By JAYSON JACOBY
Baker City officials are working on a revision of the ordinance regulating construction of homes and other buildings in the floodplain, but the changes aren't likely to have major effects for property owners.
In fact many of the estimated 550 people who own property within the 100-year floodplain won't be affected at all.
That's because the new ordinance, the first update of the regulations since 2002, will apply only to structures built after the amended ordinance takes effect, and to buildings that undergo major renovation, City Planner Jenny Long said.
For instance, the owner of an existing home in the floodplain would have to comply with the new rules only if a remodeling project cost more than half the home's market value.
City officials have scheduled a pair of public hearings regarding the proposed revision.
andbull; Feb. 15, 7 p.m., Baker City Planning Commission.
andbull; Feb. 28, 7 p.m., Baker City Council.
Both hearings will take place at City Hall, 1655 First St.
Updating the ordinance will have a significant benefit for residents who own property that's within the floodplain, Long said.
Doing so ensures that those residents continue to qualify for flood insurance under the National Flood Insurance Program.
That subsidized insurance is much less expensive than private flood insurance - often between $300 and $1,200 per year for the federal insurance, compared with $10,000 or more for private insurance.
The actual rates depend on how close a structure is, in elevation, to what's known as the "base flood elevation."
Mortgage lenders require homes in floodplains to have flood insurance, whether federal or private.
As for people building a new home in the floodplains, the proposed new ordinance adds two main requirements, Long said:
andbull; The owner would have to pay a licensed surveyor to do one more inspection of the new home, and sign one or two additional elevation certificates.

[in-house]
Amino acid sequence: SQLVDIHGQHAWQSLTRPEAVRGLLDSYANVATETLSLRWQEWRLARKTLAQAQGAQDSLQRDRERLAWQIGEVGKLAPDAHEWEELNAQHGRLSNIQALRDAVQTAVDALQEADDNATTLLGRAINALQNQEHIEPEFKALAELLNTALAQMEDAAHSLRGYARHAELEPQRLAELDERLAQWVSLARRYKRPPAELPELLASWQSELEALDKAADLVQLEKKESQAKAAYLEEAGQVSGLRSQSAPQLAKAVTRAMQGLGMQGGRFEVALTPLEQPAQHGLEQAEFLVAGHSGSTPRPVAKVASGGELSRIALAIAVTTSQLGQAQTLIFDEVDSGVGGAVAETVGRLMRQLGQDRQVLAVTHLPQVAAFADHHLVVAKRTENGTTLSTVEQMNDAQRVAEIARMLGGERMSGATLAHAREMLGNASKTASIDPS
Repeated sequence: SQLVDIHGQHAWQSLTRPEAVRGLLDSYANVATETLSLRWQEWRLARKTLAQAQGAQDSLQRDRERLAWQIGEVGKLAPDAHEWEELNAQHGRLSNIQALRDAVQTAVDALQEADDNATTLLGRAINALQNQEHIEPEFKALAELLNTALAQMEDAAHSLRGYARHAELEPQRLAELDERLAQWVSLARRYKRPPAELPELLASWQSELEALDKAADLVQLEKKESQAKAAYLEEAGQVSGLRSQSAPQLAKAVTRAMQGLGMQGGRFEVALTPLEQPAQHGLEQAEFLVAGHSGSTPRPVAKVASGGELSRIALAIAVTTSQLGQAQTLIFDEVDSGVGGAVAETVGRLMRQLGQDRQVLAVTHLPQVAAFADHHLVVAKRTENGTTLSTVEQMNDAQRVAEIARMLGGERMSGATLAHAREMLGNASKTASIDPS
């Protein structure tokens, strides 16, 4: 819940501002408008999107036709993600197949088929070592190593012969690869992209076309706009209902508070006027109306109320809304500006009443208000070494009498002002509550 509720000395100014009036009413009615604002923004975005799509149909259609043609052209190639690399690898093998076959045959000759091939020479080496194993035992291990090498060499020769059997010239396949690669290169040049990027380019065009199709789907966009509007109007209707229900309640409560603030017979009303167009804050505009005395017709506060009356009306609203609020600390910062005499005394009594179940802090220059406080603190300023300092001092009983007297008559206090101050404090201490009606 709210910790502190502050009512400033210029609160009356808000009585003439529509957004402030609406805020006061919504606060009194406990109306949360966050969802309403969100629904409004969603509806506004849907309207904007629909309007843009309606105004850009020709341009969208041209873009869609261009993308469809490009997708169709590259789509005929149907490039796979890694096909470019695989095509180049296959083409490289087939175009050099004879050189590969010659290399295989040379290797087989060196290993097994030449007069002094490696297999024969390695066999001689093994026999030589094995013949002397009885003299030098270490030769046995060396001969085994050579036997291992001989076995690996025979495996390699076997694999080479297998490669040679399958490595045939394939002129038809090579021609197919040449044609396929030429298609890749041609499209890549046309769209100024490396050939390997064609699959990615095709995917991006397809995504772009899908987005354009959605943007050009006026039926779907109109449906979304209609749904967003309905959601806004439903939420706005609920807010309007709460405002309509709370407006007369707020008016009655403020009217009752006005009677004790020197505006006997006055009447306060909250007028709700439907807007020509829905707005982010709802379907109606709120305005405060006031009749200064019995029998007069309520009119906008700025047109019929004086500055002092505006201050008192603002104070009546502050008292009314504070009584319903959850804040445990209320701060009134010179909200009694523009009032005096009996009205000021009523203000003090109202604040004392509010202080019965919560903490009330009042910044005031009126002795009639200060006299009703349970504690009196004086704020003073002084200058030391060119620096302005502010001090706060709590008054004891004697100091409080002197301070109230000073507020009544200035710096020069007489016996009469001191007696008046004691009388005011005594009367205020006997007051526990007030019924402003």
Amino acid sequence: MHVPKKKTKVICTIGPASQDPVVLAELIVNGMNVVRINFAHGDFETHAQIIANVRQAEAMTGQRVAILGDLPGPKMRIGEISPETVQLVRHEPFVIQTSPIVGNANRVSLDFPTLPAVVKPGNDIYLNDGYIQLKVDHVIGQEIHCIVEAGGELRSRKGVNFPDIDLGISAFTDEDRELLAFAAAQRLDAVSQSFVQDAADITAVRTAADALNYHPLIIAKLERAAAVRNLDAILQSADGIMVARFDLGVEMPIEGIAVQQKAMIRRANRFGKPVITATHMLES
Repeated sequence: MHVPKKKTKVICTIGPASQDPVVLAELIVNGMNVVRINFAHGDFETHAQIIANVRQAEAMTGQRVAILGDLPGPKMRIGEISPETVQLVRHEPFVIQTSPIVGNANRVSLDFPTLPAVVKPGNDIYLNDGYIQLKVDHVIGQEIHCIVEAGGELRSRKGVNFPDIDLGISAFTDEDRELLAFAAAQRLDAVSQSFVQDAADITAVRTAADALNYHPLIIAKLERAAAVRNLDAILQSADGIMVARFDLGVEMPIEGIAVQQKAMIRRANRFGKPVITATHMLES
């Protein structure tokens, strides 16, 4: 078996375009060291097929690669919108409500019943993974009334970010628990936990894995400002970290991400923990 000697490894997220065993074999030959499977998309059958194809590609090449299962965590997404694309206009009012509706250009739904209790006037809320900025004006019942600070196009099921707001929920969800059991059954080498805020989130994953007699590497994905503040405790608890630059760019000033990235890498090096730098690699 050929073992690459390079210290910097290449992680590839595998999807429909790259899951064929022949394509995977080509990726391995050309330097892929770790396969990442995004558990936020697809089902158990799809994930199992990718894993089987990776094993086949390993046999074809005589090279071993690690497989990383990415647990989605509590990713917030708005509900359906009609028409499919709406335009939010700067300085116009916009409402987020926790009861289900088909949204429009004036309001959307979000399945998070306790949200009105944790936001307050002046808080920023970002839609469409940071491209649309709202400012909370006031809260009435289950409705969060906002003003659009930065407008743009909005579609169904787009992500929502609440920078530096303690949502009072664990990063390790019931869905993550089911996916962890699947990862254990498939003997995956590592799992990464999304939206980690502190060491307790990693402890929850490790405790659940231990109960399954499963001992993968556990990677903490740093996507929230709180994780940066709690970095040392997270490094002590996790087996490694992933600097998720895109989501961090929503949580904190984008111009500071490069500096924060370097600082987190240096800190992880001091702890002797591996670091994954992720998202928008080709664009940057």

Tom Hanley, a longtime Baker County surveyor, said he doubts that change would add more than a couple hundred dollars to the homeowner's bill.
andbull; If a property owner, after building a new home in the floodplain or substantially remodeling an existing one, also builds a solid wooden or chain-link fence, the owner would have to make sure the fence complies with new standards.
The concern, Long said, is that a wooden fence, or a chain-link fence that gets clogged with flood debris, could act like a temporary dam, worsening a flood.
The proposed new ordinance would require fences to be either collapsible or hinged, she said.
The impetus for the new ordinance is the Federal Emergency Management Agency (FEMA).
FEMA, which sets floodplain boundaries, periodically revamps its rules, and the agency requires cities to follow suit, Long said.
Baker City adopted its first floodplain ordinance in 1980. It was updated in 1984, 1987 and 2002.
FEMA established the current floodplain boundaries in 1988. The proposed new ordinance would not change those boundaries.
There are about 700 tax lots within the floodplain. The vast majority are in one of four areas:
andbull; South Baker City, in an area bordered on the east by Elm Street, the south and west by Highway 7, and the north by the railroad tracks.
andbull; Adjacent to the Powder River through Baker City. Between the railroad tracks and Campbell Street, the floodplain generally extends only about 35 feet to either side of the river's edge. The floodplain begins to widen north of Campbell Street.
andbull; A similarly narrow swath along Settlers Slough, which branches off the Powder River near the railroad tracks and then flows northwest through the west side.
andbull; North Baker City. Much of the land between Hughes Lane and H Street, and between 9th Drive and Cedar Street.
The North Baker City area has more vacant land that is, or could be, open to residential development than the three other floodplain zones.
A map of the floodplain, as well as other information about the proposed ordinance, No. 3310, are available at the city's website, www.bakercity.com.
Residents can also look at the map and other materials at City Hall from 8 a.m. to noon and from 1 p.m. to 5 p.m. on weekdays.
More information is available by calling Long at 541-524-2028.